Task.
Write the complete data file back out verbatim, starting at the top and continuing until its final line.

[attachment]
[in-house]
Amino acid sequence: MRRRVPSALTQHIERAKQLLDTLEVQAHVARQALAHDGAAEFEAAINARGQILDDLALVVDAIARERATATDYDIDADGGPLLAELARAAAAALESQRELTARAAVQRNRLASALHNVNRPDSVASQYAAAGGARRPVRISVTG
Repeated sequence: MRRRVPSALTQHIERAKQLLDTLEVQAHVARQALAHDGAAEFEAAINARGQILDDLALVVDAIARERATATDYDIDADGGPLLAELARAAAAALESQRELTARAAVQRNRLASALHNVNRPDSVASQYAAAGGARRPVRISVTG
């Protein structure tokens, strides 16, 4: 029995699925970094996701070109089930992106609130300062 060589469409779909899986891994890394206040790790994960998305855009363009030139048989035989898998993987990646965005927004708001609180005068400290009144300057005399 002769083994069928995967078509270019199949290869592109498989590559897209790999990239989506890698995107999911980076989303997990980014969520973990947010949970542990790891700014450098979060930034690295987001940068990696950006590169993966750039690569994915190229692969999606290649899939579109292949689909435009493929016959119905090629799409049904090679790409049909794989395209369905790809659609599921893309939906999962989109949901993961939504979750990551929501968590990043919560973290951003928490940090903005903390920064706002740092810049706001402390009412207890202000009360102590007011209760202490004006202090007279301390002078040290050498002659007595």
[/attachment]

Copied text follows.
[in-house]
Amino acid sequence: MRRRVPSALTQHIERAKQLLDTLEVQAHVARQALAHDGAAEFEAAINARGQILDDLALVVDAIARERATATDYDIDADGGPLLAELARAAAAALESQRELTARAAVQRNRLASALHNVNRPDSVASQYAAAGGARRPVRISVTG
Repeated sequence: MRRRVPSALTQHIERAKQLLDTLEVQAHVARQALAHDGAAEFEAAINARGQILDDLALVVDAIARERATATDYDIDADGGPLLAELARAAAAALESQRELTARAAVQRNRLASALHNVNRPDSVASQYAAAGGARRPVRISVTG
């Protein structure tokens, strides 16, 4: 029995699925970094996701070109089930992106609130300062 060589469409779909899986891994890394206040790790994960998305855009363009030139048989035989898998993987990646965005927004708001609180005068400290009144300057005399 002769083994069928995967078509270019199949290869592109498989590559897209790999990239989506890698995107999911980076989303997990980014969520973990947010949970542990790891700014450098979060930034690295987001940068990696950006590169993966750039690569994915190229692969999606290649899939579109292949689909435009493929016959119905090629799409049904090679790409049909794989395209369905790809659609599921893309939906999962989109949901993961939504979750990551929501968590990043919560973290951003928490940090903005903390920064706002740092810049706001402390009412207890202000009360102590007011209760202490004006202090007279301390002078040290050498002659007595």